Amid a recent spate of traffic-related deaths, the City council viewed at his meeting– and then deferred and published – a proposed regulation in relation to speed cameras. The regulation would raise the threshold for ticketing by the cameras to ten mph above the speed limit of six, with advocates emphasizing that the cameras disproportionately ticket black and Hispanic drivers. Others pointed out that three children were killed by motorists in June alone, one each in Uptown, Lincoln Square and most recently near Douglass Park. The council heard from public commentators on a number of other issues, including calls for tax hikes to cater for the homeless; to preserve several historic buildings in Chicago, including St. Adalbert’s Catholic Church in Pilsen and St. Michael the Archangel’s Catholic Church at 83rd and South Shore Drives; and to replace Chicago’s combined sewage system, which mixes stormwater and sewage.

June 24th

at his meetingthe Board of Directors of the Cook County Land Bank Authority (CCLBA). Approved the conditional transfer of land to 548 Development for a mixed-use project in the South Chicago neighborhood as part of the Invest South/West initiative. The Board voted to expand the unilateral decision-making authority of CCLBA Executive Director Eleanor Gorski to authorize transfers of ownership up to $100,000. This move is intended to expedite ownership transfers and reduce the number of meetings required. The land bank plans to hire a real estate attorney to work with municipalities. The board also heard an update on environmental issues related to the installation of solar panels at a former petcoke plant on the Southeast Side. Before work can continue, the Illinois EPA is requiring additional testing to clarify several issues. Federal Superfund funds appear to be available for rehabilitation, and the site could be rehabilitated within four years.

A special City Council Joint Committee meeting demanded by thirty councilors focused on the city’s crime and how it is being addressed by the mayor’s office as a “public health crisis,” particularly gun violence. Some council members claim that the council was not involved in the decision-making process. For three hours, council members listened and interacted with a number of senior appointees, including Chicago Police Superintendent David Brown, Chicago Public Schools CEO Pedro Martinez, Chicago Park District Superintendent Rosa Escareño, Office of Emergency Management and Communication Executive Director Rich Guidice, and Chicago Department of Health Commissioner Allison Arwady. The meeting was framed by Mayor Lightfoot’s “state-wide” program to apply lessons from the COVID-19 pandemic to the city’s “public health crisis” at gunpoint. Concerns revolved around security in several areas: police shortages, unruly groups of youth and shootings, including a recent one on North Avenue Beach.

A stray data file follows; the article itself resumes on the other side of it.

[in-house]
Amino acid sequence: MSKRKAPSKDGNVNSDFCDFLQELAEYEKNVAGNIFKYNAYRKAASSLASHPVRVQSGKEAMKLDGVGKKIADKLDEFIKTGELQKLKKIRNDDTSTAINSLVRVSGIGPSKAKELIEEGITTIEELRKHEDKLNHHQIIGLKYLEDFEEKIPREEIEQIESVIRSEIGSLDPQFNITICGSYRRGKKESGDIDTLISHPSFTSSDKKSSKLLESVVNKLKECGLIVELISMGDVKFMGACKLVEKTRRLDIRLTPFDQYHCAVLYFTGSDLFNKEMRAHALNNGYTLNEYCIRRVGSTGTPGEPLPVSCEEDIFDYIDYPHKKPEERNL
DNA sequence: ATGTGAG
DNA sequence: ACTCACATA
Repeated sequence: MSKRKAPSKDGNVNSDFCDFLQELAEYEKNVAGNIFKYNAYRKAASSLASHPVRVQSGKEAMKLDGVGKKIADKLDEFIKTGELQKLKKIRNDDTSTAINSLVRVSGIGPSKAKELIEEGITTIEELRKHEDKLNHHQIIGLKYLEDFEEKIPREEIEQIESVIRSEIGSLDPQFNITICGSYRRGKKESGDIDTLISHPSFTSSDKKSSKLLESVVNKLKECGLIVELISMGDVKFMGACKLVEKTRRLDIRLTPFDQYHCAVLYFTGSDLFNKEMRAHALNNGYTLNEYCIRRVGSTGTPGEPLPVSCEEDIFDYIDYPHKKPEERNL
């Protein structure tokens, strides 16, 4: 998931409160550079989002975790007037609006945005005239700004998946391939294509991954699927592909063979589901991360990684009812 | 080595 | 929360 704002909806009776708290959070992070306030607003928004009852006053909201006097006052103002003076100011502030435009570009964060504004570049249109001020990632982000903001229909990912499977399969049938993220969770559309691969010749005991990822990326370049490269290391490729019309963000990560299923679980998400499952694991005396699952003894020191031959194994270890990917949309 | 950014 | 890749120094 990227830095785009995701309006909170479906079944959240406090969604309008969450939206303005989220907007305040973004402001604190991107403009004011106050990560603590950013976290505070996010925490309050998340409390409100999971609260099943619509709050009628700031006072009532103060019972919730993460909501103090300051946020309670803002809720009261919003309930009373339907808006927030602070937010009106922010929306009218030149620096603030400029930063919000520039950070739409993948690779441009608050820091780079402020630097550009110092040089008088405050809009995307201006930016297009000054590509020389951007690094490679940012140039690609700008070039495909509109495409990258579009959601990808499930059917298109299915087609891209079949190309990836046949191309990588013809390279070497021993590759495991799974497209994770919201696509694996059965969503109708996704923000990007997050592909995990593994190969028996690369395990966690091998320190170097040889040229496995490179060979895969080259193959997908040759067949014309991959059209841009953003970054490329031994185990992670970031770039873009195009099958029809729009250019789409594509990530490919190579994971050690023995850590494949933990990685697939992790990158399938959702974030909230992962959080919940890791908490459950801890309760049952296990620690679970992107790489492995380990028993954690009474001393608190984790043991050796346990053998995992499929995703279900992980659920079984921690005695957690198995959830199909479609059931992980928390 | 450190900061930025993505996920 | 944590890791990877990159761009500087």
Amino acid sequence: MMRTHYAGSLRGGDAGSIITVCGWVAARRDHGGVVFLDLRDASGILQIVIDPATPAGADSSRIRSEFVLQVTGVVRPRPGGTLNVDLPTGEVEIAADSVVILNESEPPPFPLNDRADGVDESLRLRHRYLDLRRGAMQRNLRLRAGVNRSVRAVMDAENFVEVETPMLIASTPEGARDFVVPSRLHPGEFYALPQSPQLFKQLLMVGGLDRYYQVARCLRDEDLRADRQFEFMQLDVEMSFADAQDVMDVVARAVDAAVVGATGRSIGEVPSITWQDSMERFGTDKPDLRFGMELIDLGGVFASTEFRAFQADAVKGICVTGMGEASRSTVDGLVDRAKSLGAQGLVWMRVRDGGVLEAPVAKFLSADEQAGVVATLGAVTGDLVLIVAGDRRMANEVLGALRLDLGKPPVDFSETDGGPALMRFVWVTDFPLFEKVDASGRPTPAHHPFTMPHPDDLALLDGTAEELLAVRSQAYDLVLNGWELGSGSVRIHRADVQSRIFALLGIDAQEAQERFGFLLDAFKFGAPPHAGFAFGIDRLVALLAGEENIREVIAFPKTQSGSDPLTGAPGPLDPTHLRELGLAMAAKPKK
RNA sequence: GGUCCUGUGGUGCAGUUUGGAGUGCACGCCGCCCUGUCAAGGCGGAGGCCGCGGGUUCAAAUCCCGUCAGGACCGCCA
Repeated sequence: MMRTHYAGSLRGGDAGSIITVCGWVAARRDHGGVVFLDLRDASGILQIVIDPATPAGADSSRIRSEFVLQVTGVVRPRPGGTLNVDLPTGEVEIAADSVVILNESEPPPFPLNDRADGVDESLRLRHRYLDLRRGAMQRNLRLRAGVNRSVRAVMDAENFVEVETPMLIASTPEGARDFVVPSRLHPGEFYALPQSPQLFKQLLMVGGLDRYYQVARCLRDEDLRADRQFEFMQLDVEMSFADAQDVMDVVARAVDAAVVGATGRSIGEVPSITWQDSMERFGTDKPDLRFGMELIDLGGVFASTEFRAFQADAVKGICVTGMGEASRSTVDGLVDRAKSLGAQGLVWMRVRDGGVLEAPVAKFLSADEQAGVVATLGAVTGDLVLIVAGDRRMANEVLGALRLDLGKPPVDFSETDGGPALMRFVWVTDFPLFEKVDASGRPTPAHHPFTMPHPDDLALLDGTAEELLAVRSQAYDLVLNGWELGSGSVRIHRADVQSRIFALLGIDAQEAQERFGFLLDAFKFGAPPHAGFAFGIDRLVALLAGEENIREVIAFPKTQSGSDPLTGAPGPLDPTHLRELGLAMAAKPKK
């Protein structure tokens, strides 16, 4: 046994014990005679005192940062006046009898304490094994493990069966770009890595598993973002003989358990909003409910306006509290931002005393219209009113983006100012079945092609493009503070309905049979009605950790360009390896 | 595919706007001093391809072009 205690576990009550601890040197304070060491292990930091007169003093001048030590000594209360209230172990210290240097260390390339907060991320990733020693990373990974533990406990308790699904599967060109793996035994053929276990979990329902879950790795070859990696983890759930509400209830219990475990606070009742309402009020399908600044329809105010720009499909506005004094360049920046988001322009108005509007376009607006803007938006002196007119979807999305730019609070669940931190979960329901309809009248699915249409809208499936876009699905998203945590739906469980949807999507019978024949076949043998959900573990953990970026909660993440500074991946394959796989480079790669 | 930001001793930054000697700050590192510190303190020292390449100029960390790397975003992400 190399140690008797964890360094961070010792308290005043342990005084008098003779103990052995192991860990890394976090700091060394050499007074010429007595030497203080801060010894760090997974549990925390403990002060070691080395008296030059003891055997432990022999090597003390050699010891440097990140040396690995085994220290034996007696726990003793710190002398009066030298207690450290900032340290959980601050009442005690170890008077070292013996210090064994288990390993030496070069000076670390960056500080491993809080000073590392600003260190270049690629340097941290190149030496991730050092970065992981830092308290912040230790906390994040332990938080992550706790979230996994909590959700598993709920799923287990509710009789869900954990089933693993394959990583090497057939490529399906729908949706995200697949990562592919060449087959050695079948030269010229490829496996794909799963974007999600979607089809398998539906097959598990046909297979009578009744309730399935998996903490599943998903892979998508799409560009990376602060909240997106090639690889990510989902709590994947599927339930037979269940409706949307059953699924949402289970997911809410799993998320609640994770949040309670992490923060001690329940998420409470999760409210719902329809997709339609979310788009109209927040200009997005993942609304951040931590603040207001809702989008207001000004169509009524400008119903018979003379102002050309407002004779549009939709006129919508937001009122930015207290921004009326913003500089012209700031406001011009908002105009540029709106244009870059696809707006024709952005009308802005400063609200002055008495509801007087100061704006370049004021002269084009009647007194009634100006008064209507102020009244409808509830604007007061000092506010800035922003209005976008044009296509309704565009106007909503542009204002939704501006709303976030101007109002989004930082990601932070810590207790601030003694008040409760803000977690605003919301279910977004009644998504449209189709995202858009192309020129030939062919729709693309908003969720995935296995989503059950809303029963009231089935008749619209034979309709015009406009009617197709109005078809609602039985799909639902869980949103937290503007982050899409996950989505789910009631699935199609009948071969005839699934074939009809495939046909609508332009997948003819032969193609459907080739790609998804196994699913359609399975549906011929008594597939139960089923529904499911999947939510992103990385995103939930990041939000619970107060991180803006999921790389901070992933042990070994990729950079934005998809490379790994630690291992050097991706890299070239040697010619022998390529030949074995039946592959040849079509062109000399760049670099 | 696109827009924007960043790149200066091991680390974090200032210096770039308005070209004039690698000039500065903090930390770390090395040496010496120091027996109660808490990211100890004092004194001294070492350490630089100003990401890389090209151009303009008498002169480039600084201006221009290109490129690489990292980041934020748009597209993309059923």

June 27th

That City Council Health and Human Relations Committee learned from her meeting that an updated COVID-19 vaccine could be available this fall. The number of new cases in the city has increased, although the city has no plans to enact new requirements or mandates unless hospital care is threatened. The Chicago Department of Public Health has several pilot programs based on community health, both in the area of ​​mental health crisis response and in communities through the Healthy Chicago Equity Zones program. The initiative, explains the city’s website, “applies hyperlocal strategies to counteract the social and environmental factors that contribute to health and racial inequalities — with the ultimate goal of closing Chicago’s racial life expectancy gap.”

June 30th

at his meetingthe Cook County Forest Preserves District Equity, Cultural Sensitivity and Inclusion Task Force shown to struggle with the process of determining whether the names of historical figures, including organizations such as the Grand Army of the Republic, would be appropriate for naming Forest Preserve facilities. Seventeen individuals and organizations were screened by four teams and received numerical ratings based on their promotion of justice. However, task force members debated the validity of the assessments. For example, a challenging factor was the comparison of behavioral norms and equity in different time periods. The task force received an extension from the county board to complete its work, which would make the final decision on naming facilities. Public hearings are being considered, as is increasing awareness of the task force’s work on social media.


This information was gathered in large part using reports from the City Bureau’s documenters at